# 12.1 Linear Inequalities

12.1 Linear Inequalities

12.1.1 Inequalities
1.   To write the relationship between two quantities which are not equal, we use the following inequality signs:
> greater than
< less than
≥ greater than or equal to
≤ less than or equal to

2.   7 > 4 also means 4 < 7.  7 > 4 and 4 < 7 are equivalent inequalities.

12.1.2  Linear Inequalities in One Unknown
1.   An inequality in one unknown to the power of 1 is called a linear inequality.
Example: 2x + 5 > 7

2.
A linear inequality can be represented on a number line.
Example:

12.1.3 Computation on Inequalities
1.   When a number is added or subtracted from both sides of an inequality, the condition of the inequality is unchanged.
Example:
Given 5 > 3
Then, 5 + 2 > 3 + 2 ← (symbol ‘>’ remains)
Hence, 7 > 5

2.   When both sides of an inequality are multiplied or divided by the same positive number, the condition of the inequality is unchanged.
Example:
Given 4x ≤ 16
Then, 4x ÷ 4 ≤ 16 ÷ 4 ← (symbol ‘≤’ remains)
Hence, x ≤ 4

3.   When both sides of an inequality are multiplied or divided by the same negative number, the inequality is reversed.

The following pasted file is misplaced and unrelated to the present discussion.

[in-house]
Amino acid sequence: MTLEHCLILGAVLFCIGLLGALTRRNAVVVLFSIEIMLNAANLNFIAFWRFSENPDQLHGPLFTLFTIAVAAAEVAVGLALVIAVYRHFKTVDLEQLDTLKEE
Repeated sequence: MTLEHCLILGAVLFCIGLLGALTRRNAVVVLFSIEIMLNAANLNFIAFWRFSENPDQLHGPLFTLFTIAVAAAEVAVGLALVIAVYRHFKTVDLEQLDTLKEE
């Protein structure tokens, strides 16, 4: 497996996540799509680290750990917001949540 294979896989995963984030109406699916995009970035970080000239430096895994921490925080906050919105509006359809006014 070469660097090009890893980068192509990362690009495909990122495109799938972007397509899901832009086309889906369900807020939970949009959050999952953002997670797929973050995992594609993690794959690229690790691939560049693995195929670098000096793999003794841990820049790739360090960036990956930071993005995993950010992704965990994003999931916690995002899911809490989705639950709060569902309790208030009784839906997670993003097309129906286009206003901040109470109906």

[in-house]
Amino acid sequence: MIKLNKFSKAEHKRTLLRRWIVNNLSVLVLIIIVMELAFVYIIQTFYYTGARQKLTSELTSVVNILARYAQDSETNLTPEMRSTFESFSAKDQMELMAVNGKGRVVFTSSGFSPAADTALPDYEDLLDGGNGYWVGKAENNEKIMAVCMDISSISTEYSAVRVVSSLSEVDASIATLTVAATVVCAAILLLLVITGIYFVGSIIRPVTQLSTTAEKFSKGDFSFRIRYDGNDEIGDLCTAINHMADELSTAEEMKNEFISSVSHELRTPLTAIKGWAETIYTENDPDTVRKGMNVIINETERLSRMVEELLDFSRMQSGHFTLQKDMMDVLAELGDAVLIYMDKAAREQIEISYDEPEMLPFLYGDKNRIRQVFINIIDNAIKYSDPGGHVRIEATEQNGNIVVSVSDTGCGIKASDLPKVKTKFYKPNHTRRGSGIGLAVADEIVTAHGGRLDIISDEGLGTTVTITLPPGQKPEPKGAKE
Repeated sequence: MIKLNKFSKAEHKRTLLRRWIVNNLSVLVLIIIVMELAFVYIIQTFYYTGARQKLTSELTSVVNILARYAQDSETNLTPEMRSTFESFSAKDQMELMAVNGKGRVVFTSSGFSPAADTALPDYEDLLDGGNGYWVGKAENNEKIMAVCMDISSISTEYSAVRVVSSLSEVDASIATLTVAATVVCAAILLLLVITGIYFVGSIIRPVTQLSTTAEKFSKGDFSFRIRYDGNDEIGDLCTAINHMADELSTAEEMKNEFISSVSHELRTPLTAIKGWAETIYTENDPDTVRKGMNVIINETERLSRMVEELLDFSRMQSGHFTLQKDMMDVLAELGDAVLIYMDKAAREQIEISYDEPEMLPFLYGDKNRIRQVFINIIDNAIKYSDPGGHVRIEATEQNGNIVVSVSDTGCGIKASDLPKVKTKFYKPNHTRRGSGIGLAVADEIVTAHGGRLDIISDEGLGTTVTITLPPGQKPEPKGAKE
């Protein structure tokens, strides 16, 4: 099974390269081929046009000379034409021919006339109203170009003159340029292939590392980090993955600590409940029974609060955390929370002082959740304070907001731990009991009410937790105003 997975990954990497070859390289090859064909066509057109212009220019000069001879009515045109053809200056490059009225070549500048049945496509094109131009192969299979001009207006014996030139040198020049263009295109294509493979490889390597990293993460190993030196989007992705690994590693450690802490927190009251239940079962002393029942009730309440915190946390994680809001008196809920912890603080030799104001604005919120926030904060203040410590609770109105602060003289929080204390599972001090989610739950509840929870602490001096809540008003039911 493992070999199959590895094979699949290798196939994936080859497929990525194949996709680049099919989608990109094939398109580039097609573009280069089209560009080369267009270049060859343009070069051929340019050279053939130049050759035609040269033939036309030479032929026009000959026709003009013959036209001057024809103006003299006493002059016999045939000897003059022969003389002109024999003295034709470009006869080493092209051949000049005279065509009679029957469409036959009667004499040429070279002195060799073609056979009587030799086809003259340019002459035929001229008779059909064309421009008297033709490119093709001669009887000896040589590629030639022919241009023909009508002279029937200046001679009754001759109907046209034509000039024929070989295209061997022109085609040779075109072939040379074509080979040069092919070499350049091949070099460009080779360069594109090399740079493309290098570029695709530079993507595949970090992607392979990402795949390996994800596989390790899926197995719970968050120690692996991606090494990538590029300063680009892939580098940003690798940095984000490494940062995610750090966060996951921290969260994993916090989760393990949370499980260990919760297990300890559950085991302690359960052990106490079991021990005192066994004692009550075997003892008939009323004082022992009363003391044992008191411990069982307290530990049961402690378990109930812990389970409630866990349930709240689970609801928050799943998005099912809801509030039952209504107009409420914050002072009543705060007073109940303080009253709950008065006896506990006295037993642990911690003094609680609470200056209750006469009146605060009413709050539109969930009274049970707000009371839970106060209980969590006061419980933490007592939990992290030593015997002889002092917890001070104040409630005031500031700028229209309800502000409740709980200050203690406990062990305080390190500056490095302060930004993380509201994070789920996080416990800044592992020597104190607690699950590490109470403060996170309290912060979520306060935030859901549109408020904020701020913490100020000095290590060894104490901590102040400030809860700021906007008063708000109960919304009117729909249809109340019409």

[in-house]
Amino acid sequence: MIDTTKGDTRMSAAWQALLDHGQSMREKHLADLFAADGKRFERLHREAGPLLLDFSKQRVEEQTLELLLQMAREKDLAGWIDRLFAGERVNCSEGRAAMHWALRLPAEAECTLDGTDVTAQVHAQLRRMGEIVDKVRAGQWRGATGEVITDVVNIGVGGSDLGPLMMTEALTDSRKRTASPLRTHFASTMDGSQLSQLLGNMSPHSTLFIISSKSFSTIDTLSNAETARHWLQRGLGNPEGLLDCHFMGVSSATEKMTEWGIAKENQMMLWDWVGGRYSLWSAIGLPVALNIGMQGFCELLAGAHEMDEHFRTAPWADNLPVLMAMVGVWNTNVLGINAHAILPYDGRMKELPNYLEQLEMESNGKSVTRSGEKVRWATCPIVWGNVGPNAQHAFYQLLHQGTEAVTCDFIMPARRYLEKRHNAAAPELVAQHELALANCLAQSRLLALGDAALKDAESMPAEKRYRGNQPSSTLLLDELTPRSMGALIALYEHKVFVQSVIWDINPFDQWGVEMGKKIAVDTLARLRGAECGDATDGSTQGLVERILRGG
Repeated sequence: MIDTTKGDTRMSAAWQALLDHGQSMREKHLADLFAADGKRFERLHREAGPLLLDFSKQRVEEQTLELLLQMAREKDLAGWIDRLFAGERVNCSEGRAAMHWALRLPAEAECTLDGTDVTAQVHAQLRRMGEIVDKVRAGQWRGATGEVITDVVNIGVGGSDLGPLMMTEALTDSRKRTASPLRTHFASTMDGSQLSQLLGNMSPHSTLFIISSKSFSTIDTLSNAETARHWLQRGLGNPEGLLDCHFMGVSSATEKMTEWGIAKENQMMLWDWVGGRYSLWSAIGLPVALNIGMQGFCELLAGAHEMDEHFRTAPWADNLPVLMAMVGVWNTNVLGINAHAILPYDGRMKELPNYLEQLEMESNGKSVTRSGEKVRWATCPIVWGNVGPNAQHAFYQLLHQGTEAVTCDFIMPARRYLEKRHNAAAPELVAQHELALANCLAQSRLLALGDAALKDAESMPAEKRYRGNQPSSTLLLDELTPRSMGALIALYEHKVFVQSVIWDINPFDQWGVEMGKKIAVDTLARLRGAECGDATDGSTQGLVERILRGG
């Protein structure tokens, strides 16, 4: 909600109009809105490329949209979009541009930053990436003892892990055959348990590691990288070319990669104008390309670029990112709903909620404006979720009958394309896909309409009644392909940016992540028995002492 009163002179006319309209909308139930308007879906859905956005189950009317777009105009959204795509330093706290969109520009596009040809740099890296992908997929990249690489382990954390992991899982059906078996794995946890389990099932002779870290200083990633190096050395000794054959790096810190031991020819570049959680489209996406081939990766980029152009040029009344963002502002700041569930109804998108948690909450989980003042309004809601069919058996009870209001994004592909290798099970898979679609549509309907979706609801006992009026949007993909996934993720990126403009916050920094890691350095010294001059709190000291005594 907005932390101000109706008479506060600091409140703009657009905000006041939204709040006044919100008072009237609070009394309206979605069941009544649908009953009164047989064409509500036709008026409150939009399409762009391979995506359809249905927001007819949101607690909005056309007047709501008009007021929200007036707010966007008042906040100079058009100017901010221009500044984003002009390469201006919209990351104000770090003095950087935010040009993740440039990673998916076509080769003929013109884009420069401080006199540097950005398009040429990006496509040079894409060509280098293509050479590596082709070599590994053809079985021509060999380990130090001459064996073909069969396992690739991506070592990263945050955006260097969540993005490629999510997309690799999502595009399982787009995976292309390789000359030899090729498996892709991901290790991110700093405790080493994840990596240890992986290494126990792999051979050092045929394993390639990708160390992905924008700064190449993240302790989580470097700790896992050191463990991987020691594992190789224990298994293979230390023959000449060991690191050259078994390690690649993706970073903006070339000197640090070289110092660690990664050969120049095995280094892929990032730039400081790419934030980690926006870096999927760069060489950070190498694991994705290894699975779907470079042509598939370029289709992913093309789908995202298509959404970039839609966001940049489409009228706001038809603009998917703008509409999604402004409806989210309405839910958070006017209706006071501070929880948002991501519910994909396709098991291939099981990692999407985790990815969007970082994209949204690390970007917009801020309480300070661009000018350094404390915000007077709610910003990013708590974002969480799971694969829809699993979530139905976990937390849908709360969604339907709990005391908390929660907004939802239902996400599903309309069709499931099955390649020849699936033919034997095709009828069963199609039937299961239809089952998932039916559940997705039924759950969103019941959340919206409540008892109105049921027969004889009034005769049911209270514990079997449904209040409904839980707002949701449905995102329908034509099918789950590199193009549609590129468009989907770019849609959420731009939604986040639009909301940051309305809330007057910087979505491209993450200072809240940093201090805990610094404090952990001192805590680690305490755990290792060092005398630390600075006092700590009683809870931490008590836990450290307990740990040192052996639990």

Example:
Given –3 > –5
Hence, 3 < 5
Given –5y > –10
Then, –5y ÷ 5 > –10 ÷ 5
–y > –2
Hence, y < 2

12.1.4 Solve Inequalities in One Variable
To solve linear inequalities in one variable, use inverse operation to make the variable as the subject of the inequality.

Example:
Solve the following linear inequalities.

Solution:
(a)

(b)

12.1.5 Simultaneous Linear Inequalities in One Variable
1.   The common values of two simultaneous inequalities are values which satisfy both linear inequalities.
The common values of the simultaneous linear inequalities x ≤ 3 and x > –1 is –1 < x ≤ 3.

2.   To solve two simultaneous linear inequalities is to find a single equivalent inequality which satisfies both inequalities.